Vitamin B, Safety Issues ADRIANNE BENDICH A N D MARVIN COHEN Hoflrnann-LaRoche Inc. Nutley, New Jersey 07110
INTRODUCTION The use of pyridoxine hydrochloride (vitamin B6) in very high doses has been associated with certain adverse clinical responses to the vitamin. While some indications for high-dose vitamin usage, such as pyridoxine-dependency homocystinuria, and oxal~sisl-~ have been clinically demonstrated, other proposed uses, such as treatment of carpal tunnel syndrome," premenstrual syndrome (PMS5), and autism6 are more controversial. Increasing clinical use of pyridoxine has resulted in concern about the safety of treatment regimens. Two specific issues that have appeared in the literature are peripheral neuropathy and the use of pharmacologic doses during pregnancy. Previous reviews of pyridoxine neuropathy have indicated that two factors-oral daily dose and duration of intake-are critical to the full assessment of the risk of adverse effects on sensory nerve function. Cohen and Bendich' in 1986 concluded that clinical doses of less than 500 mg/day were safe over periods as long as six years. Schaumberg and Berger' noted that subjects ingesting 500 mg/day did not report symptoms, while daily intake of 7-10 g resulted in neuropathy within two months. In his review, Bassler9 recommended that long-term intake of doses up to 200 mg/day could be considered safe. However, the need for clinical trials to determine the incidence of adverse effects more accurately was stressed by the author. Concern with the teratogenic potential of high-dose pyridoxine largely results from the controversy associated with Bendectin (doxylamine + pyridoxine) use by pregnant women. An earlier review of this subject' did not find any consistent evidence of teratogenicity for pyridoxine. This review updates the preclinical and clinical data on pyridoxine neurotoxicity to determine whether a more quantitative estimate of risk can be derived based on available data. Recent human and animal data showing lack of teratogenicity for pyridoxine are also summarized.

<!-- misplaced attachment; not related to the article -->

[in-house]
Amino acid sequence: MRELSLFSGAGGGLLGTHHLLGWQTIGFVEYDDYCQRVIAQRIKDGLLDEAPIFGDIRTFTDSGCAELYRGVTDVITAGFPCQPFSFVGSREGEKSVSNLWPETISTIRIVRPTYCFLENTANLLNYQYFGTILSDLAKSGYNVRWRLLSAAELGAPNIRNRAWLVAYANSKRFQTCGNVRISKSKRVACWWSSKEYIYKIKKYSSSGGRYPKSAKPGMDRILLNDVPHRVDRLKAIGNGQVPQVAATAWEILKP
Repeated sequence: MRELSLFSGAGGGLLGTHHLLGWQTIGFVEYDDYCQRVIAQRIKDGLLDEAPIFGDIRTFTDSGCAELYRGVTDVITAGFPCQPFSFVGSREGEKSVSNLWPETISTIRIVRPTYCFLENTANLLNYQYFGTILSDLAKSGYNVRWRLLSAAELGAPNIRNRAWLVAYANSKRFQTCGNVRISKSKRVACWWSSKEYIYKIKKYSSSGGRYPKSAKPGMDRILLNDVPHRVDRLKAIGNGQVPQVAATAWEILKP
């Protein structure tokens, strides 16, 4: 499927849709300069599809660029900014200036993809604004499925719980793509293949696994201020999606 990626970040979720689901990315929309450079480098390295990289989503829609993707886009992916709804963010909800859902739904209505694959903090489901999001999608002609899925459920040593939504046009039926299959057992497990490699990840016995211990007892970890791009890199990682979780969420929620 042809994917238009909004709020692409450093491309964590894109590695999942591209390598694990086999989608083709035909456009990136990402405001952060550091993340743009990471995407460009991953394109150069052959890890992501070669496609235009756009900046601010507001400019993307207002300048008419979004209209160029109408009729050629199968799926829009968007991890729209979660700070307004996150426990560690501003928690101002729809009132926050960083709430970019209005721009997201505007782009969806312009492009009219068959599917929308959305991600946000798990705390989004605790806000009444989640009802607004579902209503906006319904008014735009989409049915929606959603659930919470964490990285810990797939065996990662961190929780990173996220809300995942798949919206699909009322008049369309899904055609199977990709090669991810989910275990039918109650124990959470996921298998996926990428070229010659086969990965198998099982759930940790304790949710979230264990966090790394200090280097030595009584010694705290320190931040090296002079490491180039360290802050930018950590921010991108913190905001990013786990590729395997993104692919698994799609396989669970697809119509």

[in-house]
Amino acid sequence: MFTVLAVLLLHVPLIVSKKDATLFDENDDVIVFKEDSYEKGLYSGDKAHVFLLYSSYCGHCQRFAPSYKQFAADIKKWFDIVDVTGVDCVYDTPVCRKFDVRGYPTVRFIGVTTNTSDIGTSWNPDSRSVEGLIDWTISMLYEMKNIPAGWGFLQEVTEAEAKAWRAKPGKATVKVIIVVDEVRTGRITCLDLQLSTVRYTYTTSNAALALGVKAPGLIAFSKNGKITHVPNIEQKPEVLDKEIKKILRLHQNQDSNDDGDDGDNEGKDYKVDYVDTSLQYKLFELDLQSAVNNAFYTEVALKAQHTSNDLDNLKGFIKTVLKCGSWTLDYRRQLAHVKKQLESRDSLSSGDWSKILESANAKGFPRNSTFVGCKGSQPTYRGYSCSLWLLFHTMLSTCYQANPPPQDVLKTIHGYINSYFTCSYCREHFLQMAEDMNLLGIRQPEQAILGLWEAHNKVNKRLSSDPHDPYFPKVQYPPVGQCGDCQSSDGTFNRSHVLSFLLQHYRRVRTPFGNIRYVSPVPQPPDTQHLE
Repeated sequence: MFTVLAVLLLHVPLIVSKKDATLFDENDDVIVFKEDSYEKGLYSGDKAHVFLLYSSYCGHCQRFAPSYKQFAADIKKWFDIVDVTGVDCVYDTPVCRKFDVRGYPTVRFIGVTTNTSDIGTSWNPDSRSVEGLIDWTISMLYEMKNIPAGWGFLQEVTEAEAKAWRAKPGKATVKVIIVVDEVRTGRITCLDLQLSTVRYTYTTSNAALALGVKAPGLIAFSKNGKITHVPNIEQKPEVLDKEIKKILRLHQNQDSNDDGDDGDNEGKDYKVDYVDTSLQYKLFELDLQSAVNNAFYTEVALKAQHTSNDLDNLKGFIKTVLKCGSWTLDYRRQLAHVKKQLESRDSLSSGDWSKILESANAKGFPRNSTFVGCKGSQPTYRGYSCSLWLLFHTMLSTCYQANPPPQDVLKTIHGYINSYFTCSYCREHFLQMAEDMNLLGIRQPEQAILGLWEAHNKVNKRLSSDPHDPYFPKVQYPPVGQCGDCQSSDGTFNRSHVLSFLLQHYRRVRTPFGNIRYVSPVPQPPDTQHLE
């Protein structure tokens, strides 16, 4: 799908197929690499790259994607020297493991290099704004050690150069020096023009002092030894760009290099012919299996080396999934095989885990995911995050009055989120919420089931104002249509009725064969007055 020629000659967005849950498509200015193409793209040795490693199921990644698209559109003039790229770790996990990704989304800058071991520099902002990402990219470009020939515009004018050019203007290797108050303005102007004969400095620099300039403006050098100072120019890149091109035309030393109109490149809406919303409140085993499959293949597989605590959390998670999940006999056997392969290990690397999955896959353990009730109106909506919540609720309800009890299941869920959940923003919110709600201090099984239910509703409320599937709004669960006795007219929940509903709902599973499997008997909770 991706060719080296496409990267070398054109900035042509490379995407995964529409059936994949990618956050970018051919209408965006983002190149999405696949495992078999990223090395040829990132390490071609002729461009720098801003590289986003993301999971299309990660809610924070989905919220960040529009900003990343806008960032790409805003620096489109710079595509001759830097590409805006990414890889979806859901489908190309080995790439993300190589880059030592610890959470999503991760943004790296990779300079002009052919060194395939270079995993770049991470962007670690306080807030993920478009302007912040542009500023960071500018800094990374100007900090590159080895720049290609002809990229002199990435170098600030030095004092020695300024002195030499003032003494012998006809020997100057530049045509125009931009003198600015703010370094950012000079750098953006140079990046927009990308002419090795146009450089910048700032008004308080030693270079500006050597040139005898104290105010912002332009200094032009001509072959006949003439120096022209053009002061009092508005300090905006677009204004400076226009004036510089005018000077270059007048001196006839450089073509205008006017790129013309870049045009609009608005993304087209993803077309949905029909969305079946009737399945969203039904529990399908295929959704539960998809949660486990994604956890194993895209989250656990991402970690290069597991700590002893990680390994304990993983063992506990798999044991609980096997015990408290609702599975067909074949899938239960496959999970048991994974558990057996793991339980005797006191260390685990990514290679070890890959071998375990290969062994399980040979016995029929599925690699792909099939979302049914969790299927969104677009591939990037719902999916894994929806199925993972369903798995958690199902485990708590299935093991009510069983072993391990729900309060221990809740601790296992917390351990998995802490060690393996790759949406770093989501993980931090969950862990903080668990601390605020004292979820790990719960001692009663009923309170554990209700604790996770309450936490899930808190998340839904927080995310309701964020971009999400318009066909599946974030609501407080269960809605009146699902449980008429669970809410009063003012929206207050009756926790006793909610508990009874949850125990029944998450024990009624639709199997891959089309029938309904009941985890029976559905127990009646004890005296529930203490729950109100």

PYRIDOXINE AND NEUROPATHY-PRECLINICAL STUDIES Studies of pyridoxine and related compounds with vitamin B, activity have consistently shown low acute toxicity; representative data derived from the reports of Unna" and McCormick" are summarized in TABLE1. Repeated dose studies in rats and dogs have provided some of the evidence for the dose-time interaction seen in the development of neuropathy following pyridoxine administration. Krinke and Fitzgerald" studied the time of onset and severity of peripheral neuropathy in rats after different dosage regimens of pyridoxine. The data are summarized in TABLE2. A clear relationship between dose and time of onset of neuropathy is evident. The authors also noted that the severity of the neuropathy was related to the dose administered. 32 1
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TABLE 1. Acute Toxicity of Compounds with Vitamin
Pyridoxine Pyridoxine Pyridoxal-5’-phosphate Pyridoxal
6000 5500 2000 5000
Mouse Rat Mouse Mouse
OData derived from Unna” and McCormick.”
In another recent study, Bowe and Vealei3determined the sensitivity of peripheral nerves to the inhibitory effects of 4-aminopyridine in rats that had received 100 or 200 mg/kg per day pyridoxine i.p. for four weeks. A biphasic response was noted; the experimental animals were less sensitive than controls to 4-aminopyridine immediately after the pyridoxine-dosing regimen, but were more sensitive after a three-month recovery period. The time course for the development of pyridoxine-induced neuropathy has also been studied in dogs. TABLE3 summarizes some representative data. An apparent no-effect level was noted when 50 mg/kg per day pyridoxine was administered orally for 13 weeks.14 When doses of 150-300 mg/kg were g i v e r ~ , l neuropathy ~-~~ developed more rapidly as the dosage increased, similar to the response seen in rat studies. In a more recent study, Montpetit et al. l 9 administered pyridoxine to dogs at doses of 150 or 200 mg/kg per day p.0. for periods ranging from 4 to 100 days. The time to onset of clinical signs of peripheral neuropathy was not significantly different for the two groups (mean of 8.8 and 8.3 days, respectively). However, a detailed histologic comparison of neuronal damage in the two groups was not reported.